Autumn Conference on human nature and the life sciences
Monday, 26 September 2011
Contemporary philosophy of the life sciences has a strong focus on moral problems caused by research and application in these fields, especially in medicine and biology. In these debates one will often find a partial lack of awareness for anthropological presuppositions woven into the argumentation. At this year’s Autumn Conference of the Europäische Akademie Bad Neuenahr-Ahrweiler on 22 September about 35 participants discussed the question whether ethics of the life sciences needs an anthropological foundation. At the Gustav-Stresemann-Institut in Bonn they debated whether and how anthropology – as a method or a set of substantial assumptions – can and should be part of applied ethics, in particular medical ethics.
In his lecture Professor Sturma (Bonn/Jülich) argued that ethics should be based on a substantial theory of the human life form. He questioned, however, that this foundation could be provided by an anthropology and instead recommended a theory of the person. Professor Annemarie Gethmann-Siefert (Hagen) partly objected this view and outlined an anthropology of medicine. She stressed, though, that a medical anthropology should not be construed as a special anthropology of the “ill” person. Professor Hucklenbroich (Münster) gave an introduction into the theory of disease and emphasised its “prescriptive-conventional” elements by which anthropological presuppositions enter it. Priv.-Doz. Bruchhausen expanded this theme by giving examples from the history of medicine showing that anthropological theses have influenced medical theory through centuries.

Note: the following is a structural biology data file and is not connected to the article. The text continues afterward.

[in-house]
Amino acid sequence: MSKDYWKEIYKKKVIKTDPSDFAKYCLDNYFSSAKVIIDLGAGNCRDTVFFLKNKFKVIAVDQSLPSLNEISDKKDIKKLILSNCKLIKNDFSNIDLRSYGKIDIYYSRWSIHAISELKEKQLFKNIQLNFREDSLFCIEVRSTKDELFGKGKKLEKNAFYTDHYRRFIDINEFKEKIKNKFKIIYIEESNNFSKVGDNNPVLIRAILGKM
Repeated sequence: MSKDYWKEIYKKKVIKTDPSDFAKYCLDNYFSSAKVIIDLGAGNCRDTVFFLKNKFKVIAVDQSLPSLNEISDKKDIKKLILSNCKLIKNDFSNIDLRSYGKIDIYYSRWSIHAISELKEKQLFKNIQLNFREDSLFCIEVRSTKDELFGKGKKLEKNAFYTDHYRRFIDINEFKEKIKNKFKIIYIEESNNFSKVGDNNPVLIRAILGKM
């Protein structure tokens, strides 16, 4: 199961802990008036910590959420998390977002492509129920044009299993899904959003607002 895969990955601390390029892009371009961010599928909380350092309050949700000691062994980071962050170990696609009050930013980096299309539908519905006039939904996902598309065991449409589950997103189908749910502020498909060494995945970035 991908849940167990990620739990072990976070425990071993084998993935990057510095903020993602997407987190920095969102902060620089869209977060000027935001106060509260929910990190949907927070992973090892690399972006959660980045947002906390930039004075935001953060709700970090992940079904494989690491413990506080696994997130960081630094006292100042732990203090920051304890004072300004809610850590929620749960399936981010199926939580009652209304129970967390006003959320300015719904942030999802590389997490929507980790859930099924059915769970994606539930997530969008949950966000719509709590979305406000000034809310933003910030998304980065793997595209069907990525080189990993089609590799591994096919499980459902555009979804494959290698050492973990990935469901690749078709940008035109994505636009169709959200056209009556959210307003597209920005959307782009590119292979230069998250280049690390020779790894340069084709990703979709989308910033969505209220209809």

The final talk by Professor Schramme (Hamburg) focused on the relation of anthropology and psychiatry. He argued that a psychiatric theory itself could be interpreted as “negative” anthropology describing the disease-related malfunction of human nature.
• Walter Bruchhausen (Medizinhistorisches Institut, Universität Bonn)
• Annemarie Gethmann-Siefert (Institut für Philosophie, FernUniversität Hagen)
• Peter Hucklenbroich (Institut für Ethik, Geschichte und Theorie der Medizin, Universität Münster)
• Thomas Schramme (Philosophisches Seminar, Universität Hamburg)
• Dieter Sturma (Institut für Philosophie, Institut für Wissenschaft und Ethik, Deutsches Referenzzentrum für Ethik in den Biowissenschaften, Universität Bonn und Institut für Ethik in den Neurowissenschaften (INM 8), Forschungszentrum Jülich)
• Felix Thiele (Europäische Akademie zur Erforschung von Folgen wissenschaftlich-technischer Entwicklungen GmbH, Bad Neuenahr-Ahrweiler)
For further information on the conferences of the Europäische Akademie please visit this page.